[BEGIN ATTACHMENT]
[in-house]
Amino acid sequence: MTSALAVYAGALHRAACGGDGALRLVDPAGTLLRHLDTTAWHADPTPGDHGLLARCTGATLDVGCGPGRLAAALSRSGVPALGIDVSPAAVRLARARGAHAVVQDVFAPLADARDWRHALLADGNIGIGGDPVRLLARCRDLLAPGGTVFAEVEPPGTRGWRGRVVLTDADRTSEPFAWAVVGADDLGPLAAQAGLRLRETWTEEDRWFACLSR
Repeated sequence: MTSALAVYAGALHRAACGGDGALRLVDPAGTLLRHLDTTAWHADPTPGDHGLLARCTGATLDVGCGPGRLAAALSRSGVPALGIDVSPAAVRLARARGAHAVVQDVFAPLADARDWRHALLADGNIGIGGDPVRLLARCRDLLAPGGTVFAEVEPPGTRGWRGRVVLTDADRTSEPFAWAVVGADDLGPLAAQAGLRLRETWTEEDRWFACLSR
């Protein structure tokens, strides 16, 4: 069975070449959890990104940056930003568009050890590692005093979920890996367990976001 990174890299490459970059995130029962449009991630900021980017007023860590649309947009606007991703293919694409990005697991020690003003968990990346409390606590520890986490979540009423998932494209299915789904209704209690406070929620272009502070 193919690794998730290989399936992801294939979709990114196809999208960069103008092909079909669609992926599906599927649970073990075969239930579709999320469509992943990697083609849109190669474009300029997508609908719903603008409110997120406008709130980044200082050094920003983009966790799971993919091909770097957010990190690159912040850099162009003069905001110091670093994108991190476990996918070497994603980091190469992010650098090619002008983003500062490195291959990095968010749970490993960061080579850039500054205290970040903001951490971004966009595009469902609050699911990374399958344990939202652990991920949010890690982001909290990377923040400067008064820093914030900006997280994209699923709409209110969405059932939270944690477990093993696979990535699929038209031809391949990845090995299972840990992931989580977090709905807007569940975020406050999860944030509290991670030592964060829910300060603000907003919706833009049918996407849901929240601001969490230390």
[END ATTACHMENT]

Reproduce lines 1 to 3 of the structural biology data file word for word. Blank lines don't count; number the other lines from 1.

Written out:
[in-house]
Amino acid sequence: MTSALAVYAGALHRAACGGDGALRLVDPAGTLLRHLDTTAWHADPTPGDHGLLARCTGATLDVGCGPGRLAAALSRSGVPALGIDVSPAAVRLARARGAHAVVQDVFAPLADARDWRHALLADGNIGIGGDPVRLLARCRDLLAPGGTVFAEVEPPGTRGWRGRVVLTDADRTSEPFAWAVVGADDLGPLAAQAGLRLRETWTEEDRWFACLSR
Repeated sequence: MTSALAVYAGALHRAACGGDGALRLVDPAGTLLRHLDTTAWHADPTPGDHGLLARCTGATLDVGCGPGRLAAALSRSGVPALGIDVSPAAVRLARARGAHAVVQDVFAPLADARDWRHALLADGNIGIGGDPVRLLARCRDLLAPGGTVFAEVEPPGTRGWRGRVVLTDADRTSEPFAWAVVGADDLGPLAAQAGLRLRETWTEEDRWFACLSR